The Tyranny of Power?

The past week or two I’ve been wrestling with the data we have on white-tailed deer density and vegetation in Michigan’s Upper Peninsula in an attempt to find some solid statistical relationships that we might use in our ecological-economic simulation model. However, I seem to be encountering similar issues to previous researchers, notably (as Weisberg and Bugmann put it) “the weak signal-to noise ratio that is characteristic of ungulate-vegetation systems”, that “multiple factors need to be considered, if we are to develop a useful, predictive understanding of ungulate-vegetation relationships”, and that “ungulate-vegetation interactions need to be better understood over multiple scales”.

Hobbs suggests that one of the problems slowing species distribution research is a preoccupation with statistical power that he calls “the tyranny of power”. This tyranny arises, he suggests, because traditional statistical methods that are powerful at smaller scales become less useful at larger extents. There are at least three reasons for this including,

  1. small things are more amenable to study by traditional methods than large things
  2. variability increases with scale (extent)
  3. potential for bias increases with scale (extent)

“The implication of the tyranny of power is that many of the traditionally sanctioned techniques for ecological investigation are simply not appropriate at large-scales… This means that inferences at large-scales are likely to require research designs that bear little resemblance to the approaches many of us learned in graduate school.” Hobbs p.230

However, this tyranny may simply be because, as Fortin and Dale point out, “most study areas contain more than one ecological process that can act at different spatial and temporal scales”. That is, the processes are non-stationary in time and space. Leaving time aside for now, spatial non-stationarity has already been found to be present in our study area with regards the processes we’re considering. For example, Shi and colleagues found that Geographically Weighted Regression (GWR) models are better at predicting white-tailed deer densities than an ordinary least-squares regression model for the entirety of our study area.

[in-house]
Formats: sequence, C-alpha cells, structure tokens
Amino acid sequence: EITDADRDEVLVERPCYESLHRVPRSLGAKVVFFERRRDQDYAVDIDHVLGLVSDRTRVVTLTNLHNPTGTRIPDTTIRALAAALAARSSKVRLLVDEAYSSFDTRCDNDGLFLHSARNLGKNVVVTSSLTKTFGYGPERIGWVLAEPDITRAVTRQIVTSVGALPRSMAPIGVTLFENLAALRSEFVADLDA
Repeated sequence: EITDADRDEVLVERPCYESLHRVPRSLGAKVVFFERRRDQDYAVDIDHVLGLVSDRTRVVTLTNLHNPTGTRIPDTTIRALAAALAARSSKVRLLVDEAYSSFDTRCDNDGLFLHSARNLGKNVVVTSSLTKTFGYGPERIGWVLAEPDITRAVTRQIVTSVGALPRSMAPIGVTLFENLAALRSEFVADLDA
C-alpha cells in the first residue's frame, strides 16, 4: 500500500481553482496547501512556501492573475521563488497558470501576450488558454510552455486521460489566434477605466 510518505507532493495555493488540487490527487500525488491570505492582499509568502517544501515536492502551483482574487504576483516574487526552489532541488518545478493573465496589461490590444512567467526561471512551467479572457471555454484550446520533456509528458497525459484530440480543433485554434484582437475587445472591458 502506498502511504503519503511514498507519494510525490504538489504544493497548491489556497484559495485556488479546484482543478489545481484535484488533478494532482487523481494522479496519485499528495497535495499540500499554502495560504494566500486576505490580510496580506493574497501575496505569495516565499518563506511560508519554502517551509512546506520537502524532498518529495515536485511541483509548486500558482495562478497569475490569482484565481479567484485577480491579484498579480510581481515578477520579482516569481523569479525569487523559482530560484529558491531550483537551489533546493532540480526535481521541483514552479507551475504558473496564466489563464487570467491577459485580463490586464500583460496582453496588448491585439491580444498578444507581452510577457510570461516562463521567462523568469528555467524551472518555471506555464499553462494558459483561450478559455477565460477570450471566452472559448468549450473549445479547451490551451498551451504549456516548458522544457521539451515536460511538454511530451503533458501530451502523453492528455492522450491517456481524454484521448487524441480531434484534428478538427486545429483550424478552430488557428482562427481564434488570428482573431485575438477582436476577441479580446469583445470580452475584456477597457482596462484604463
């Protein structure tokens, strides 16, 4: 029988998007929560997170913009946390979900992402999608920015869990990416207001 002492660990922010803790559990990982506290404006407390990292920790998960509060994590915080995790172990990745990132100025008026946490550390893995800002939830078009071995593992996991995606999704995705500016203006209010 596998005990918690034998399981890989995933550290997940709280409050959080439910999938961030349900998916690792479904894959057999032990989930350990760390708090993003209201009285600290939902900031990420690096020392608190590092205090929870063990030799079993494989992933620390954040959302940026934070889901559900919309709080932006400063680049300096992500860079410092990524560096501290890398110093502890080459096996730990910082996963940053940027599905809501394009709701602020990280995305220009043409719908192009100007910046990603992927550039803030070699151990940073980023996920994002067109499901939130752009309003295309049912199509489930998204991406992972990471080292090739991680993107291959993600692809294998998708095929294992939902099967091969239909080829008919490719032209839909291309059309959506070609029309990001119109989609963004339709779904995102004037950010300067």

Hobbs’ argument suggests that it’s often useful analyse ecological data from large regions by partitioning them into smaller, more spatially homogenous areas. The idea is that these smaller patches are more likely to be governed by the same ecological process. But how should these smaller regions be selected? A commonly used geographical division is the ecoregion. Ecoregions divide land into areas of similar characteristics such as climate, soils, vegetation and topography. For our study area we’ve found that relationships between deer densities and predictor variables do indeed vary by Albert’s ecoregions. But we think that there might be more useful ways to divide our study area that take into account variables that are commonly believed to strongly influence spatial deer distributions. In Michigan’s UP the prime example is the large snow fall is received each winter and which hinders deer movement and foraging.

We’re beginning to examine how GWR and spatial boundary analysis might be used to delineate these areas (at different scales) in the hope of refining our understanding about the interaction of deer and vegetation across our large (400,000 ha) landscape. In turn we should be able to better quantify some of these relationships for use in our model.

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